Every Wednesday is Tip Day, or Quiz Day, or List Day.
This Wednesday: Two lists about making new friends.
I’m a huge fan of Michael Thompson’s book, Best Friends, Worst Enemies: Understanding the Social Lives of Children, so when I noticed that he was a co-author, with Lawrence Cohen and Catherine O’Neill, of Mom, They’re Teasing Me: Helping Your Child Solve Social Problems, I picked it up right away.
I saw the title of the introduction: “It All Started When She Hit Me Back…” Ah, I recognized that kind of claim! I needed no further persuasion to read the book (though my children, thankfully, have no particular social problems at the moment).
Given the title of the book, it’s no surprise that the authors discuss at some length the subject of friendship and how children learn to make and keep friends, and they include a list of “essential friendship skills.”
As I read this list, I was struck by how it could just as easily be applied to marriage or to work. These are the qualities a person wants to see in a spouse and in co-workers. They’re important in all kinds of circumstances.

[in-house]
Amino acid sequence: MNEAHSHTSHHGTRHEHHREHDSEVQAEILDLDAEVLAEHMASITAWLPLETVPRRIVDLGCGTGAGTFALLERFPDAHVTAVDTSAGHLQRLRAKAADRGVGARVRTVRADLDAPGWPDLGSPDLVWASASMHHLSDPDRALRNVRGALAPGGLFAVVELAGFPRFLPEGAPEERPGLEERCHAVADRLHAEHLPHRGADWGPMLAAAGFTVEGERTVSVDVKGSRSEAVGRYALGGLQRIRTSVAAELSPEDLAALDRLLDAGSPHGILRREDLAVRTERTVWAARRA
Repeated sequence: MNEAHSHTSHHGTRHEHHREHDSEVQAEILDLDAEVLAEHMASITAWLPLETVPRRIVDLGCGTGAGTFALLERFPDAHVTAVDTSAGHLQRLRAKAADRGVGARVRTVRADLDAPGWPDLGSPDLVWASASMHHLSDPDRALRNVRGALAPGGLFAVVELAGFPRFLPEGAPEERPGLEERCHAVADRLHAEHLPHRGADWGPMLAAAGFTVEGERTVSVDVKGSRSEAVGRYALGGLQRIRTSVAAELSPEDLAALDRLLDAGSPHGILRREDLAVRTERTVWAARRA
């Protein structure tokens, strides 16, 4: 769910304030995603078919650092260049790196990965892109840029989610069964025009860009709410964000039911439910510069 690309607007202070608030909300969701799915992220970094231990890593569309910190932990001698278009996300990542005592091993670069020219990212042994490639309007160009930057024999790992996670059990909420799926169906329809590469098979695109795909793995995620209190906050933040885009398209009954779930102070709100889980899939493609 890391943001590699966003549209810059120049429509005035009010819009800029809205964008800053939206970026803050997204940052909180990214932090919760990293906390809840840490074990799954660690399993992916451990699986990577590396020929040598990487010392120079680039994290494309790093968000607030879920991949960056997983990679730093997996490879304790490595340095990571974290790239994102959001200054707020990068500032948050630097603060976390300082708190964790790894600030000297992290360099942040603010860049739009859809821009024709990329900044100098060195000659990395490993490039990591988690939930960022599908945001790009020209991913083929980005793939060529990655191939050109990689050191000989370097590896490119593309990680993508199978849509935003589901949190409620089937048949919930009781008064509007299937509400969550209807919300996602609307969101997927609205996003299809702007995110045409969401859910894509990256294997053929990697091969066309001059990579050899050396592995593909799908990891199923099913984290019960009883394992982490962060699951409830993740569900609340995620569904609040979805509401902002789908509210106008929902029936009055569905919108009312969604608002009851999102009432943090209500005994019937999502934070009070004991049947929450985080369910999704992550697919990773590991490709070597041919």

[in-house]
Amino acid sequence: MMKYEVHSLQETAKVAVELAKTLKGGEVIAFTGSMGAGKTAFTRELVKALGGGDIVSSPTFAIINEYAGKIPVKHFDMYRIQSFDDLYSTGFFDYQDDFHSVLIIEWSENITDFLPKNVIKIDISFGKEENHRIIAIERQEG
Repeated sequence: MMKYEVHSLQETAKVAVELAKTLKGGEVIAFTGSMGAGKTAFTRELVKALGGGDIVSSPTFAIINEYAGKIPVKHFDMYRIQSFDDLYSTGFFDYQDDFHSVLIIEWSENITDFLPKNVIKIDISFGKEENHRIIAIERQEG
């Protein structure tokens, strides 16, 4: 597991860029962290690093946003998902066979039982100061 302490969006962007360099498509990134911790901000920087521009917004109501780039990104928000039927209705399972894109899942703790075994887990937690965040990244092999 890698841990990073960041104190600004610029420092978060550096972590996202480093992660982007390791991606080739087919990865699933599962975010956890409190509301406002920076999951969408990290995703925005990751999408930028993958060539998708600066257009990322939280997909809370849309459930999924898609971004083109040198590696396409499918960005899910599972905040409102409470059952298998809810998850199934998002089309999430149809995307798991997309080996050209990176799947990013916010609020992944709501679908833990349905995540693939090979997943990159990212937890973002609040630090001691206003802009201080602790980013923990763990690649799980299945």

According to these authors, the essential friendship skills are:
The enjoyment of the company of others
A capacity for reciprocity, turn taking, cooperation, and sharing
Realistic, generally positive expectations that allow you to approach the world with confidence
The ability to regulate aggressive impulses and other emotions
The ability to read emotions, especially subtle and mixed emotions
The ability to tolerate frustraton
The ability to “hold others in mind” [to think lovingly about absent friends]
Trust that others can and will hold you in mind
Self-disclosure–the willingness and ability to show vulnerability
The authors go on to list the essential elements of social competence that children need to use at school:
Joining a group
Giving positive attention to others
Social knowledge [knowing the norms, customs, and references of your subculture]
Tuning in to social cues [picking up on other people's emotions and signals]
Balancing autonomy with relationships
Again, I found myself thinking – marriage! work! family! These skills aren’t just for children, and just for school.
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